• The glitch where Samus receives a massive boost in jumping height by standing in Dark Water before shooting off the last part that keeps the Chykka Larva attached to the wall is fixed.
  • The sonic locks in Main Research will no longer disappear if Samus moves more than two rooms away without unlocking all of them.

New Play Control! Metroid Prime 2: Dark EchoesEdit

  • The game supports 16:9 widescreen.
  • New clips are present in the attract mode.
  • The Samus Data Screen is redesigned so that its user interface resembles that of Metroid Prime 3: Corruption. It is now possible to copy files from one slot to another.
  • There are three difficulty levels, Normal, Veteran and Hard. The Normal difficulty is a new, easier difficulty, while Veteran reproduces the Normal difficulty in the original GameCube release. Hard still requires beating the game to unlock.
  • When starting from a previous save, Logbook scans will be retained.
  • Bonus material is unlocked by collecting and spending Credits throughout the game.
  • The game has a control scheme similar to that of Corruption. The Spring Ball is also included and can be used by flicking the Wii Remote up, but only once the Morph Ball Bomb ability is regained.
    • This has the side effect of making the Spider Guardian easier to fight, since the player no longer has to rely on Bomb Jumping.
    • When the Wii Remote aims at the edge of the screen, the HUD withdraws and shows a white circuitry pattern like the one in Corruption.
    • Unlike Corruption, if Samus aims at the center of the screen and keeps the Wii Remote still, she will put her hand on the Arm Cannon.
  • The Sight Window is circular instead of rectangular.
  • Bloom lighting is added throughout the game.
  • Textures and shadows are sharper and clearer.
  • Doors open much faster, with no likelihood of crashing.
  • The names of the Beams will not show up on the map screen legend until the beam is acquired.
  • The Charge Meter that fills up as the Charge Beam is being charged is removed.
  • Particle effects on the Charge Beam and water ripple effects were removed. This was a drastic design decision that was made, possibly due to the constraints of the Wii dual-layer disc and the need to animate the Arm Cannon being aimed when the player points at the screen.
  • The four lights on top of Samus's HUD indicates the Wii Remote´s battery life.
  • Some Luminoth Lore locations have been changed.
  • Logbook entries for Light and Dark Portals can be scanned from any active portal, not just portals generated by fixed machines.
  • Damage incurred from touching the Boost Guardian in its amorphous form is reduced.
  • When the Ingsmashers in the Hall of Combat Mastery awaken, the doors will lock until they are defeated.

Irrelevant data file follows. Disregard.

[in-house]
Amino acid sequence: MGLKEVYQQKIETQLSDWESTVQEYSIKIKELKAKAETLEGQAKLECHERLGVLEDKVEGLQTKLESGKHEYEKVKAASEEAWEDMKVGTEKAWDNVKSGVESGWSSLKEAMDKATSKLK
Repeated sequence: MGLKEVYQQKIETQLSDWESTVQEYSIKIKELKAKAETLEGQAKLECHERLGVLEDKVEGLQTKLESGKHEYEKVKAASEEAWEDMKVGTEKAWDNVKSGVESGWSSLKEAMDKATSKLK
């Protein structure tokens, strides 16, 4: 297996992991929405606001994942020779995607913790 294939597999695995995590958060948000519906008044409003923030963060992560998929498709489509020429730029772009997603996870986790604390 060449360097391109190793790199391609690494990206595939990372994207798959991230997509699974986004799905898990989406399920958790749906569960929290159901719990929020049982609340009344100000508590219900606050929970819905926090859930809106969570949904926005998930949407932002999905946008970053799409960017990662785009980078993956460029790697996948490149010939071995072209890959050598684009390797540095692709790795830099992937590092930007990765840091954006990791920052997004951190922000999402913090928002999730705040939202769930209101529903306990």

• A message will appear when picking up Samus's first Power Bomb Ammo.
  • Worker Splinters will still appear in the GFMC Compound upon revisits, scavenging the trooper corpses. Additionally, the bodies of defeated Dark Troopers in this room no longer remain.
  • When entering a Phazon-rich area inhabited by Dark Tallon Metroids, the Impact Crater theme from Metroid Prime will play.
  • The theme played during an Energy Controller restoration cutscene is extended instead of simply looping.
  • The theme for the Dark Troopers is altered, and now plays every time they show up.

Metroid Prime TrilogyEdit

  • The Title Screen is replaced.
  • Hard Mode is renamed Hypermode.
  • The digital Wii U eShop version has faster loading times, 60 frames per second, and slightly higher quality graphics.
  • Additional credits are displayed before the original credits.

Metroid Prime 3: CorruptionEdit

Changes are carried over to later versions unless stated otherwise.

PALEdit

JapanEdit

  • Exclusive to the Japanese version:
    • A questionnaire at the beginning determines the game's difficulty level.
    • During the Norion countdown, "Meteor impact in [# of minutes, up to 4] minutes" will flash onscreen in red text for every minute that passes. This is because no dubbing was done for the Japanese version; the English voicing is still retained.

Metroid Prime TrilogyEdit

  • The title screen is replaced.
  • The digital Wii U eShop version has faster loading times, 60 frames per second, and slightly higher quality graphics.
  • Doors take longer to open in the physical version.
  • The Bryyo Cliffside theme is extended.
  • The Boss Reptilian theme is modified to include the clacking and clanking beat heard in the Boss Reptilian2 theme.
  • The first few seconds of the Space Pirate battle theme played when fighting them at the Temple of Bryyo are louder.